What is the problem here? The people behind this project thought the problem was JOBS. Young people are leaving Yoshino for the big cities because there are no jobs here. They believe if they can provide JOBS, young people will live there. So, they design and build this house to be a bed-and-breakfast place so that tourists who come to see the mountains and the cherry blossom trees will have a place to stay.
They also built a restaurant and shop in the house so that even without tourists, the people employed at the Yoshino Cedar House can earn a living selling their food and products to the residents of Yoshino town. Suddenly, with one house, there are close to 10 new jobs created in the town of Yoshino.
I have seen a lot of small towns in Japan trying to get young people to move to their towns to take over their empty houses. Some towns are even offering these empty houses for free. But, I believe these towns are looking at the wrong problem. It is NOT empty houses that are the problem. It is the lack of JOBS that is the problem. So, if the towns really want to have the empty houses occupied, they need to figure out a way for the new occupants to make a living first.
Coming up with a “problem statement”.
As a startup investor, I get a lot of pitches. The best pitches are those that have a very clear problem statement. And the problem statement is backed by a lot of data that shows it is a real problem shared by a lot of people. You may get it right from the beginning. Or you may not. That is OK. The important thing is to define it, find the data that will support your problem statement and then improve on your problem statement if the data tells you otherwise.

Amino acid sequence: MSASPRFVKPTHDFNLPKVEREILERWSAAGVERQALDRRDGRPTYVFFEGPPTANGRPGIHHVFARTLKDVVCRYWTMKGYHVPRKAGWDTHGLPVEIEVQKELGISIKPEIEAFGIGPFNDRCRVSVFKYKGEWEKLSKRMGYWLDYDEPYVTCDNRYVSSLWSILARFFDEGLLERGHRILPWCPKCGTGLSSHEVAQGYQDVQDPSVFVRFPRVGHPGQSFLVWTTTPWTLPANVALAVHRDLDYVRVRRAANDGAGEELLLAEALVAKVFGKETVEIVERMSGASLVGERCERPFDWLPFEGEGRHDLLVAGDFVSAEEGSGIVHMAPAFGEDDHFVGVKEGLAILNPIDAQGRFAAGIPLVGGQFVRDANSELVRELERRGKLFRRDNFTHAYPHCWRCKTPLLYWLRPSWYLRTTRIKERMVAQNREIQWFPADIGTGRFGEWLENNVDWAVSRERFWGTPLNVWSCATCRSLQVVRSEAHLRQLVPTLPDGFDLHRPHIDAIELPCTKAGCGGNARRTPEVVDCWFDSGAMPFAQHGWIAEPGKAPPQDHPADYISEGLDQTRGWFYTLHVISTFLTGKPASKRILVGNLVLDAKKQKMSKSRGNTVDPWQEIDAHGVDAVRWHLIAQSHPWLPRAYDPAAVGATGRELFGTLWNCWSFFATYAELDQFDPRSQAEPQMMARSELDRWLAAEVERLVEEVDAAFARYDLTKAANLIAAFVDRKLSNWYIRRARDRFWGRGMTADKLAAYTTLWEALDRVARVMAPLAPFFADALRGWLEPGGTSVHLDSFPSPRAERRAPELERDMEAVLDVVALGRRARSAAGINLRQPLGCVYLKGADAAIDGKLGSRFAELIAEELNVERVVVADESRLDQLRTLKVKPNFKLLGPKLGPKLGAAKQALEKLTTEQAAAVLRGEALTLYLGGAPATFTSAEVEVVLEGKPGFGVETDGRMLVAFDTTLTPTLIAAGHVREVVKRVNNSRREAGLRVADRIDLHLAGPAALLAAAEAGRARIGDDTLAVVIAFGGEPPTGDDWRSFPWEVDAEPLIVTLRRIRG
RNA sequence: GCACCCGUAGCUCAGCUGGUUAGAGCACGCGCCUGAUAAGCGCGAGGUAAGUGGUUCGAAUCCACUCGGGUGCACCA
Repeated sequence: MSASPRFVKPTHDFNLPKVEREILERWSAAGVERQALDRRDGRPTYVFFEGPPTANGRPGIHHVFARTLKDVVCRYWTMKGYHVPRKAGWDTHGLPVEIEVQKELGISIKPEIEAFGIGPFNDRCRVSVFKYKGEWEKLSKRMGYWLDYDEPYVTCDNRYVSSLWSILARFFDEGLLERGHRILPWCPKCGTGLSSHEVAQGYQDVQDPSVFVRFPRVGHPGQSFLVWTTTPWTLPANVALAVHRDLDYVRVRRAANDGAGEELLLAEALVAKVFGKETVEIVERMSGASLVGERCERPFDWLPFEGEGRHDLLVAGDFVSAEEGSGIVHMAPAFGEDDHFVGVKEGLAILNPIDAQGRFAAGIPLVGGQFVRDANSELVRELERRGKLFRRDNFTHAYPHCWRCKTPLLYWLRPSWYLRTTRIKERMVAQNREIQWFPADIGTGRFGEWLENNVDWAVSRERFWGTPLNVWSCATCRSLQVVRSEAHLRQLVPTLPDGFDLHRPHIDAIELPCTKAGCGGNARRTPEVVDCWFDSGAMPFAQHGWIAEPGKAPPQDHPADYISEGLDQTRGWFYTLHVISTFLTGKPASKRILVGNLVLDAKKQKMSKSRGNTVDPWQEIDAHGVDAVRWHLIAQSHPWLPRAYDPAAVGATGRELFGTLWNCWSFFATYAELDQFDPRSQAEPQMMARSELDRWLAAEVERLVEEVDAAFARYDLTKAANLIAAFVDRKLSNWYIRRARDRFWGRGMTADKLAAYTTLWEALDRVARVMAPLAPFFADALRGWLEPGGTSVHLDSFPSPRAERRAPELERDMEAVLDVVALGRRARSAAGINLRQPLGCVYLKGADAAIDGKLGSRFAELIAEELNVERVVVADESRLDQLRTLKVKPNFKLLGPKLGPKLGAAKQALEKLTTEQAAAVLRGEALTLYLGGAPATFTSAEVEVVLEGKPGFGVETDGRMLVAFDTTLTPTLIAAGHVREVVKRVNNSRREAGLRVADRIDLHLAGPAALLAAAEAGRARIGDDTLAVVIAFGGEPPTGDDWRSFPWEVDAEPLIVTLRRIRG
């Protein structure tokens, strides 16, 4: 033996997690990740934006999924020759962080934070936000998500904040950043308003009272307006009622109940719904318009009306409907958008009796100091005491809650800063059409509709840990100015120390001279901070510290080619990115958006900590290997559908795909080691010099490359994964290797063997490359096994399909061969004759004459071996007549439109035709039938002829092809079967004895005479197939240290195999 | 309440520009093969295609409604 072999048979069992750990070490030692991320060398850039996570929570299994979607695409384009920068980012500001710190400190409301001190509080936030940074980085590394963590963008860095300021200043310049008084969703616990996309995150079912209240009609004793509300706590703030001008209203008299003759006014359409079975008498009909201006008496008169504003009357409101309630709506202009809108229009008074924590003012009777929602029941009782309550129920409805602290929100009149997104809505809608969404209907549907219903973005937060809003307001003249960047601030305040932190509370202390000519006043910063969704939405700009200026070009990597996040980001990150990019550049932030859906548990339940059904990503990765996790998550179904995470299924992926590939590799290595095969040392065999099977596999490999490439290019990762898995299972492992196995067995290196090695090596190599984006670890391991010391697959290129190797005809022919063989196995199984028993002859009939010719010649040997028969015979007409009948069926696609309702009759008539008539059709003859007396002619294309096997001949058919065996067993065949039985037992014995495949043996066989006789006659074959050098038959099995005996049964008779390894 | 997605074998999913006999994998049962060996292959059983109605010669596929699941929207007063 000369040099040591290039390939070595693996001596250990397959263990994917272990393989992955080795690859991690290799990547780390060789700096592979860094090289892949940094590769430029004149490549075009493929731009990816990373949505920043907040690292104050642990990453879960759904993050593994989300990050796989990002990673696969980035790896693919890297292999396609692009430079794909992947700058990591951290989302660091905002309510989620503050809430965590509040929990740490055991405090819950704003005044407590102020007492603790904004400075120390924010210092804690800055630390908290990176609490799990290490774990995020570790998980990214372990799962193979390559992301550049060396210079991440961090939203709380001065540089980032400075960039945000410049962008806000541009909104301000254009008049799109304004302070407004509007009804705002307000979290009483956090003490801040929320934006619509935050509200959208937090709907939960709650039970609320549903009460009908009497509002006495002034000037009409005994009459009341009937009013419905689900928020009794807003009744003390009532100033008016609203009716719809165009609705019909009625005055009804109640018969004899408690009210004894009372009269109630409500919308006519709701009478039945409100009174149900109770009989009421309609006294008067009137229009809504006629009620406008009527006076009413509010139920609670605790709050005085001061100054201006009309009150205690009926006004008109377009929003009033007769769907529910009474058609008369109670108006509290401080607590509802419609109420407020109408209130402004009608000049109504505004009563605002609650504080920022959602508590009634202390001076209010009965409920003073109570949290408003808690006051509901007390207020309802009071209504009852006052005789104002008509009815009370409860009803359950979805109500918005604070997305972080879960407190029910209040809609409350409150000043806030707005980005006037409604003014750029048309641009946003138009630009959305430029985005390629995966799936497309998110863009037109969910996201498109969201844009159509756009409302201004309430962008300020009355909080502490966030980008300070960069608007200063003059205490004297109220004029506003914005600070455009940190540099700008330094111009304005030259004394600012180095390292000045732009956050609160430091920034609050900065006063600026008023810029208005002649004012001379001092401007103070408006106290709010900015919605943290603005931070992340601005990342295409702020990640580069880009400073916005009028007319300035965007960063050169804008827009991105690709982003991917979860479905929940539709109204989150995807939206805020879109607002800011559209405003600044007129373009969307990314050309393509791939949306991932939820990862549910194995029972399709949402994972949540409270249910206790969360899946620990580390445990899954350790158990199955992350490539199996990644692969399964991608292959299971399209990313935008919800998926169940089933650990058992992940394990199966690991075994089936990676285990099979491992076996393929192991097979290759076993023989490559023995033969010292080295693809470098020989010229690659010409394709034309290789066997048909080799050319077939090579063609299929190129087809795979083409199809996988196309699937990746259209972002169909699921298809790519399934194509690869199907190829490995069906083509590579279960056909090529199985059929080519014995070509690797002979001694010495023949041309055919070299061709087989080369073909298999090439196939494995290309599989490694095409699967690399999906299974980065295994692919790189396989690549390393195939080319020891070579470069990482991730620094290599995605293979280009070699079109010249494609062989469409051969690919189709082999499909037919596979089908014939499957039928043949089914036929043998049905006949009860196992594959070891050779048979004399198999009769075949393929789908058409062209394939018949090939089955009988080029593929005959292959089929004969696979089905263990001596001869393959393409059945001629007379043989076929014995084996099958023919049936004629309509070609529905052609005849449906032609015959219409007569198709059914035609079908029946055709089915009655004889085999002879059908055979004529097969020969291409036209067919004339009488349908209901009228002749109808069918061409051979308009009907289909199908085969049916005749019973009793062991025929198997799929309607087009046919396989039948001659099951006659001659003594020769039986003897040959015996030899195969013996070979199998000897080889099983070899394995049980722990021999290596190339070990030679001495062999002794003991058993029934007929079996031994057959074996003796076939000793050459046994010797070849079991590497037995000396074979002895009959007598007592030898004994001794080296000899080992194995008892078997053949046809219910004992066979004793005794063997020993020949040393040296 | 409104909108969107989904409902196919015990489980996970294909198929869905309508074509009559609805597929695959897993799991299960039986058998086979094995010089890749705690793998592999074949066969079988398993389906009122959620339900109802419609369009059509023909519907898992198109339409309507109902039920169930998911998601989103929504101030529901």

When Travis and Garrett first pitched their startup idea, they actually thought the problem was how to get a limousine car when and where you want it.
So, Uber was initially a mobile app where you can call for a limousine car to give you a ride. In fact, when I first started advising Uber in 2014, their tagline was “Everyone’s Private Driver”.
But soon, Uber’s users were demanding for cheaper cars and more cars. So, Uber’s problem statement changed. It became, how do I get a car, any car, where and when I want one. Today, Uber’s tagline is “Setting the world in motion.”
Now, can you see how they have defined the problem differently and as a result, they evolved to become a very different company?